At least 192 people are missing and 75 are dead as a result of the explosion of the Fuego volcano in Guatemala on Sunday, officials say.
Villages on the slopes were buried in volcanic ash and mud.
Rescue work on Tuesday was disrupted when a new eruption sent hot gas and molten rock streaming down the volcano’s south side.
More than 1.7 million people have been affected by Sunday’s eruption, with more than 3,000 evacuated.
- How the volcano disaster unfolded
- The aftermath in pictures
Tuesday’s explosion took many by surprise after volcanologists said the eruption, which had sent ash up to 10km (33,000ft) into the sky on Sunday, was over for the near future.
Eddy Sanchez, the head of Guatemala’s National Institute of Seismology, had predicted “no imminent eruption over the next few days”.
A village wiped off the map
Will Grant, BBC News, El Rodeo, Guatemala
Boris Rodriguez has no-one to turn to now. He lost more loved ones in a single night on Sunday than many do in a lifetime.
Mr Rodriguez’s wife, both of her parents, his brother and sister-in-law and their children died when the Fuego volcano erupted.
“I saw the children’s bodies,” he told me between sobs. “They were huddled together in the bed, like they were trying to hide from what was happening.”
If Mr Rodriguez, who is 25, were a solitary case, it would be heartbreaking enough. But most of his neighbours in the village of El Rodeo have similar stories of grief. The village was almost entirely wiped off the map.
Why were so many people killed in the initial eruption?
Almost 200 people remain unaccounted for, said AFP news agency, quoting Guatemala’s Disaster Relief Agency.
No evacuation alert was issued before the volcano erupted on Sunday, said the agency’s chief, Sergio Cabañas.
- Eruption in pictures
- How many people do volcanoes kill?
- More on Guatemala
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He added that local residents had received training in emergency procedures but were not able to implement them because the initial volcanic activity happened too fast.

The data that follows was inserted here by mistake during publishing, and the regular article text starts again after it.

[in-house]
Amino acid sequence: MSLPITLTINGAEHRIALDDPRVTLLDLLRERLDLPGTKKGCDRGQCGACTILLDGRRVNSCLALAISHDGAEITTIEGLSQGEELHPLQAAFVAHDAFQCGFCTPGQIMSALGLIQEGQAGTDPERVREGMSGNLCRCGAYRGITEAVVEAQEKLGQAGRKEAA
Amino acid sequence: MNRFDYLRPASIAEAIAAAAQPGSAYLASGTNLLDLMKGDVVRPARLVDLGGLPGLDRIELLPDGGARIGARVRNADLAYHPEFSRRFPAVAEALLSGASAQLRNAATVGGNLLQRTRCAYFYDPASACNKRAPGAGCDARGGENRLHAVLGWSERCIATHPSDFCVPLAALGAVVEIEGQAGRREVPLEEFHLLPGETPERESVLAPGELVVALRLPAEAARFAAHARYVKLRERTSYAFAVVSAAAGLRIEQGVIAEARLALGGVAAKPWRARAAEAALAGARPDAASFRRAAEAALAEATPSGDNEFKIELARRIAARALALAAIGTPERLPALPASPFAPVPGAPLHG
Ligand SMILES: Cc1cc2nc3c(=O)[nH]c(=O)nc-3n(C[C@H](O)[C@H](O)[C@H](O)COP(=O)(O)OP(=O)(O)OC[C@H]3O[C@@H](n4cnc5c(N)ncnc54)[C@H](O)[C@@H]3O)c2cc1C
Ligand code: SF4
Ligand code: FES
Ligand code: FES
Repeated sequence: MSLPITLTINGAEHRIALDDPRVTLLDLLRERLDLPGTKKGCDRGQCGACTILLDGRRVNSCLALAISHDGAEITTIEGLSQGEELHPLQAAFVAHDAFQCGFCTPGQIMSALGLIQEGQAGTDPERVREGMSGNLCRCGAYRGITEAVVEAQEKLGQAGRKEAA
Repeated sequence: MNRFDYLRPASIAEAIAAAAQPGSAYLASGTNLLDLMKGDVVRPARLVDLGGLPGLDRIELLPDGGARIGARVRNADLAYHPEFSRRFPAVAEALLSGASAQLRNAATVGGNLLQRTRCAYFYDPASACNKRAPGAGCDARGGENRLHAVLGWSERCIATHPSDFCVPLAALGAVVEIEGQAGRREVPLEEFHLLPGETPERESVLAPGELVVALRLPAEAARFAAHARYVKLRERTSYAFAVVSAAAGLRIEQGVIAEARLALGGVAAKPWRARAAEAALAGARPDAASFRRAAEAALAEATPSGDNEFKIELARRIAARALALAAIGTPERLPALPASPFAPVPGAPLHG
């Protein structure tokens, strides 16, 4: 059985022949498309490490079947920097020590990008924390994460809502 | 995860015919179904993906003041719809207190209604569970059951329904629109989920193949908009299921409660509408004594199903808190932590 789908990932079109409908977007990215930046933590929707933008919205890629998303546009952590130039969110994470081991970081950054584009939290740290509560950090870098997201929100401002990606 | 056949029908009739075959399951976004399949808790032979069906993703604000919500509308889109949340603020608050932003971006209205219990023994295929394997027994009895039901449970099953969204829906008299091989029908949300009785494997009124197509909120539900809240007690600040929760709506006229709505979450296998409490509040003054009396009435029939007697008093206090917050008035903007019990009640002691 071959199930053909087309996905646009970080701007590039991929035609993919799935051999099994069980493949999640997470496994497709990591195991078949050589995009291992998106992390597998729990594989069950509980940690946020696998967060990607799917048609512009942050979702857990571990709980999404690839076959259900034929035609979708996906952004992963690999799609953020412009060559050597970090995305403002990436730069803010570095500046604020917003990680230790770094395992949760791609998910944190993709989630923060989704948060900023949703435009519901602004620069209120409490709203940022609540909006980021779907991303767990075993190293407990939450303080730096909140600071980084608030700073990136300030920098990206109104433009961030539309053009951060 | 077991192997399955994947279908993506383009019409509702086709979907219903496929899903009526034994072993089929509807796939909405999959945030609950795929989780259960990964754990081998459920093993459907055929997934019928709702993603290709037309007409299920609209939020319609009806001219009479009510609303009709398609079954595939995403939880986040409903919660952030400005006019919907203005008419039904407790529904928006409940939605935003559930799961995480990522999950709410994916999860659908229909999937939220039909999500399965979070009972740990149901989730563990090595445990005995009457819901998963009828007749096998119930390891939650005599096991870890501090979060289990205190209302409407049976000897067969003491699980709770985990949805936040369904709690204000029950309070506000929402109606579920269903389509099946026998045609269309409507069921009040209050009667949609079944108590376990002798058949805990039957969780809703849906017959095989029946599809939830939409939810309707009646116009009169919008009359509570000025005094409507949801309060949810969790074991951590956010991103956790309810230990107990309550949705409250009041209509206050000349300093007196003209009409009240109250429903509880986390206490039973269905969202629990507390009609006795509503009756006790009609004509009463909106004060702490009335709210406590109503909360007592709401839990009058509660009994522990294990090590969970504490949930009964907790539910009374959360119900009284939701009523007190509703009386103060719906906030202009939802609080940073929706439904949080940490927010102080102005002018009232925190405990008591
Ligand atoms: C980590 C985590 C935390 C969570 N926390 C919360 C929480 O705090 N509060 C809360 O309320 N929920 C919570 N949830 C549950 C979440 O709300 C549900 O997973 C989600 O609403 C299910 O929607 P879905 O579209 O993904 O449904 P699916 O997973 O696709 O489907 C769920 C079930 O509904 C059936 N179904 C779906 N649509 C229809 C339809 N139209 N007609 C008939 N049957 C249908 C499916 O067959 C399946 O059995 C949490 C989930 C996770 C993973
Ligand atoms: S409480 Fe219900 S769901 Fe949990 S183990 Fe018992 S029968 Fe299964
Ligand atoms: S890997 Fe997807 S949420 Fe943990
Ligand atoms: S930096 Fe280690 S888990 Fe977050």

Sunday’s blast generated pyroclastic flows – fast-moving mixtures of very hot gas and volcanic matter – which descended down the slopes, engulfing communities including El Rodeo and San Miguel Los Lotes.
Volcanologist Dr Janine Krippner told the BBC that people should not underestimate the risk from pyroclastic flows and volcanic mudflows, known as lahars.
“Fuego is a very active volcano. It has deposited quite a bit of loose volcanic material and it is also in a rain-heavy area, so when heavy rains hit the volcano that is going to be washing the deposits away into these mudflows which carry a lot of debris and rock.
“They are extremely dangerous and deadly as well.”
- Lava ash like ‘black rain’
Deadly flow, as fast as a jet plane
By Paul Rincon, science editor, BBC News website
A pyroclastic flow is a fast-moving mixture of gas and volcanic material, such as pumice and ash. Such flows are a common outcome of explosive volcanic eruptions, like the Fuego event, and are extremely dangerous to populations living downrange.
Just why they are so threatening can be seen from some of the eyewitness videos on YouTube of the Guatemalan eruption. In one, people stand on a bridge filming the ominous mass of gas and volcanic debris as it expands from Fuego.
Some bystanders only realise how fast it is travelling as the flow is almost upon them.
The speed it travels depends on several factors, such as the output rate of the volcano and the gradient of its slope. But they have been known to reach speeds of up to 700km/h – close to the cruising speed of a long-distance commercial passenger aircraft.
In addition, the gas and rock within a flow are heated to extreme temperatures, ranging between 200C and 700C. If you’re directly in its path, there is little chance of escape.
The eruption of Vesuvius, in Italy, in 79 AD produced a powerful pyroclastic flow, burying the Roman towns of Pompeii and Herculaneum under a thick blanket of ash.
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